I shook some hands, said some merry Christmases (and a belated happy Hanukkah for Wayne), munched on some kind of wonderful pecan thing, and settled back into my seat.
* * *
An hour later, we were all fat with eggnog and the nostalgia that often seeps into a body above a certain age this time of year. It was like the first third of the second act of A Christmas Carol, times four (Jules, in her cups, abstained).
Donald’s dad used to make a bourbon-rich eggnog not at all unlike what filled our bellies, and everyone, kids especially, would have a mug. With a fire flickering on the hearth and Christmas records softly crooning, the little ones would be passed out cold by seven-thirty; mom and dad would do their Santa-ly chores and be in bed themselves at a perfectly reasonable hour.
Wayne’s older brother came home from school inconsolable: Every house would be visited by Santa but theirs, because Santa was an anti-semite. Talk of menorahs and dreidels and eight days versus one did nothing to salve the hurt, and his parents, after a day and night of steady weeping, ultimately agreed to write a letter to the North Pole, to smooth out whatever differences existed between themselves and Santa, let bygones be bygones, and welcome him into their home for one night every year—with cookies and stockings and whatever it took to make him comfortable—if David would please just shut up already.
You’ve already read what I said, roughly, and I won’t make you do it again.
Charlie went last.
“We used to go to my grandparents’ place on Christmas Eve,” he said. “It was a couple hours drive. But we’d get there and my brothers and I would race to the porch, tripping and tackling each other all the way, and we’d stumble up the steps and push in through the front door.”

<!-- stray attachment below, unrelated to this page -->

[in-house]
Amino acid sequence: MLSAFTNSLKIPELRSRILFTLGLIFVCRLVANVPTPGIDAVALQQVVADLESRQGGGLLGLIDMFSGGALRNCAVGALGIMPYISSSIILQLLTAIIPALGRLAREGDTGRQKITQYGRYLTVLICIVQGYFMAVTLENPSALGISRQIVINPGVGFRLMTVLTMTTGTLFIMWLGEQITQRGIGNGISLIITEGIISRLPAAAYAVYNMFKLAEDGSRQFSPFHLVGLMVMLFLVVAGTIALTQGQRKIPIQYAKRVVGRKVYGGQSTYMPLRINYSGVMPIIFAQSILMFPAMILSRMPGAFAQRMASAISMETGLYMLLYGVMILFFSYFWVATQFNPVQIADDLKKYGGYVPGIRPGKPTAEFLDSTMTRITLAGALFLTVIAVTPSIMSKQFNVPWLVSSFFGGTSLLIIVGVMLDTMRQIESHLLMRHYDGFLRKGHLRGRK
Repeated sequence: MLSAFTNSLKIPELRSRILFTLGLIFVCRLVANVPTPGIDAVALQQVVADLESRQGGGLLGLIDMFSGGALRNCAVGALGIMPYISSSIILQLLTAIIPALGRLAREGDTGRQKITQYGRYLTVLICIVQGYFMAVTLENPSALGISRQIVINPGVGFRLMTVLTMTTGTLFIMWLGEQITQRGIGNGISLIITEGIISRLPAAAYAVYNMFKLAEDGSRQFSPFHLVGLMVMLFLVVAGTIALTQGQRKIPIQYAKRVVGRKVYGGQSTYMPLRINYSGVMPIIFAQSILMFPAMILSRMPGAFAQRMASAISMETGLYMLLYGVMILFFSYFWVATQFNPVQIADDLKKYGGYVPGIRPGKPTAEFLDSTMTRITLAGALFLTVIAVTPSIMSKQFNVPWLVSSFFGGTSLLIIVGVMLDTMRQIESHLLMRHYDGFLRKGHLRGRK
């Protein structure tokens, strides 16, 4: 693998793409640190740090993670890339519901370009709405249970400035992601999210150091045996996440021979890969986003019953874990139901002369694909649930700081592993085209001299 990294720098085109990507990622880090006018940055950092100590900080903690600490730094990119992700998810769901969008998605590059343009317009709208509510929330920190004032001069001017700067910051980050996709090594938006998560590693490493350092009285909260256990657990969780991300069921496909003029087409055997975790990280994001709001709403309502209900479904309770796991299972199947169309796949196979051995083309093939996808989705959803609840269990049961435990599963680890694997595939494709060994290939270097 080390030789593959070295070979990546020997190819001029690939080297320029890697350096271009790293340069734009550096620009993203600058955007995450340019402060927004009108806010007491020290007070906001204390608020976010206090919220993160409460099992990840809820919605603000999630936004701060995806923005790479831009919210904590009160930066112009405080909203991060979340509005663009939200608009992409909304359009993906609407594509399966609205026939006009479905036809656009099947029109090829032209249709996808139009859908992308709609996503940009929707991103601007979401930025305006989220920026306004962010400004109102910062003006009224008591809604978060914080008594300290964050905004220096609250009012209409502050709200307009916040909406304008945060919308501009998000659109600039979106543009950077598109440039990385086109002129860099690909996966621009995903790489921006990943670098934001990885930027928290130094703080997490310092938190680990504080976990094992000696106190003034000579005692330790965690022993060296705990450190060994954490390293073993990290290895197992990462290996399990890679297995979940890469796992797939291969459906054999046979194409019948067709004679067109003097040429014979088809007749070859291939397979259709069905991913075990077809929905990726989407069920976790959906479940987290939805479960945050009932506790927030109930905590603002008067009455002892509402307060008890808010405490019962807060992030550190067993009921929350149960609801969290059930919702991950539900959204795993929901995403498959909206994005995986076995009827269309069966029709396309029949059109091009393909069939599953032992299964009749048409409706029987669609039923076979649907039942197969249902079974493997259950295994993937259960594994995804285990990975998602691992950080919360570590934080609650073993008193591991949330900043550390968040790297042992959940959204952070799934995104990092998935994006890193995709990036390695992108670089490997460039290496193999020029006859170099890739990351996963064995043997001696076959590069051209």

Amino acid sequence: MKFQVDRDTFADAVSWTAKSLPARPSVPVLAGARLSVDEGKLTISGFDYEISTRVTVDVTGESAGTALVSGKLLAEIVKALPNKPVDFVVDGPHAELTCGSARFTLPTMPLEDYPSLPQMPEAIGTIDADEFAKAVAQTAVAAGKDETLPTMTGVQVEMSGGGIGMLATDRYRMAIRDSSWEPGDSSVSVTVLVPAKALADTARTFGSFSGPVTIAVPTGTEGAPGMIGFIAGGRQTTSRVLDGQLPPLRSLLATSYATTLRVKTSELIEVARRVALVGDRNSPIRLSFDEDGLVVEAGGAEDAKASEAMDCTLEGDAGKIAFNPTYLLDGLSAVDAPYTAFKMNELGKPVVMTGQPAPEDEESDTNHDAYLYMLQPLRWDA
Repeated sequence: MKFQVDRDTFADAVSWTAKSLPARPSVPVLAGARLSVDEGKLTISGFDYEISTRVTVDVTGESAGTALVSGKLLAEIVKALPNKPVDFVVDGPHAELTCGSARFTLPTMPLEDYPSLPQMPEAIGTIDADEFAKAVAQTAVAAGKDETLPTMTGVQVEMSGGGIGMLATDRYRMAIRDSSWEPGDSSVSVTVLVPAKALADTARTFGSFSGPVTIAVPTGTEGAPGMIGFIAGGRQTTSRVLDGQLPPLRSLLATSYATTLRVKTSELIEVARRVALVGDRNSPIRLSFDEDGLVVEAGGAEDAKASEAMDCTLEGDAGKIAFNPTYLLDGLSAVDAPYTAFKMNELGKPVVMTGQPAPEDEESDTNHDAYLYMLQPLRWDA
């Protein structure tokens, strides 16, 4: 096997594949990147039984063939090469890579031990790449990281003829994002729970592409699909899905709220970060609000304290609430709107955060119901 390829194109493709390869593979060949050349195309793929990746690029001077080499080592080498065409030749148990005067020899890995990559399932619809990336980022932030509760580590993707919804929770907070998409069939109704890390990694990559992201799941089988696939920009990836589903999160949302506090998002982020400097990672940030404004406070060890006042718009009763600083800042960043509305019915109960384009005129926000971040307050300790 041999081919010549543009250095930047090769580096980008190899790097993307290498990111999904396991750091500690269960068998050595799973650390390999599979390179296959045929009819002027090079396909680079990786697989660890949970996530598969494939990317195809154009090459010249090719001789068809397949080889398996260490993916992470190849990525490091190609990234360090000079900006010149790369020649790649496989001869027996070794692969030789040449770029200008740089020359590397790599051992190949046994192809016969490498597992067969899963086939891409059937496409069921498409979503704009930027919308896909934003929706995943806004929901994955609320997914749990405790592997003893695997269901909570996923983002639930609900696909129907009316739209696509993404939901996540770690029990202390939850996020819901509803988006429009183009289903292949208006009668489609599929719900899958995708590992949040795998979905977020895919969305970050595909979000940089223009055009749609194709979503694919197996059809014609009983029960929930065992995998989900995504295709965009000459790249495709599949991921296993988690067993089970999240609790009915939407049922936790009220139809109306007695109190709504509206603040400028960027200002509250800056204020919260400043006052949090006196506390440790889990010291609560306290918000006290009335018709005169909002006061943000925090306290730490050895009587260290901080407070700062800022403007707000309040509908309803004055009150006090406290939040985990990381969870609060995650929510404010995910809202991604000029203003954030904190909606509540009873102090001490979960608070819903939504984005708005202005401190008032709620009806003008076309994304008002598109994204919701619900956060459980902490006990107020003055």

“My grandmother loved her some goddamn Christmas. She loved Christmas the way James Joyce loved farts. Opening that door was like opening an oven, but in stead of heat hitting you square in the face, it was Christmas that did it.”
“I asked her one time when I was little where she kept it, all the decorations and whatnot, for the rest of the year. And she said she didn’t keep it anywhere, not exactly. She said she had a secret door, a magic door, hidden in the house and when you opened it, it was the North Pole on the other side. So when the time was right, when December rolled around or whatever—maybe she was a day after Thanksgiving gal, I don’t know—she’d open that door and a whole squad of elves and a reindeer or two for heavy lifting would march though it and decorate her house and leave. And on Christmas Eve, Santa would come through the same way.”
“Well, we spent hours—me and my brothers and cousins—looking for that damned door. My grandparents’ house, it was—from the front it didn’t look like much. Just your standard ranch house. But it was built on a hill, or several hills, and it stretched back a ways so it was bigger than you’d think, with odd twists and turns and little stairways always cropping up where you least expected them. It was the kind of house where you never ended up where you thought you should be when you thought you should be there.”
“So we looked and looked, knocking and prying and whatever else we could think to do, but we never found the door. It would get dark and we’d go sing Christmas carols in the parlor with our folks while Gramps played piano. Then off to bed.
“But I always lay awake as long as I could, listening for that door to open.”
* * *
The DVD of Rudolph, hermetically sealed against the wasting powers of time, is staring at me awfully hard just now from its place on the shelf. It probably won’t hold up as well as I remember, but I believe I’ll open it and take my chances.
Hank Henry is no longer welcome at the local reindeer reserve. Send your sympathies to [email protected]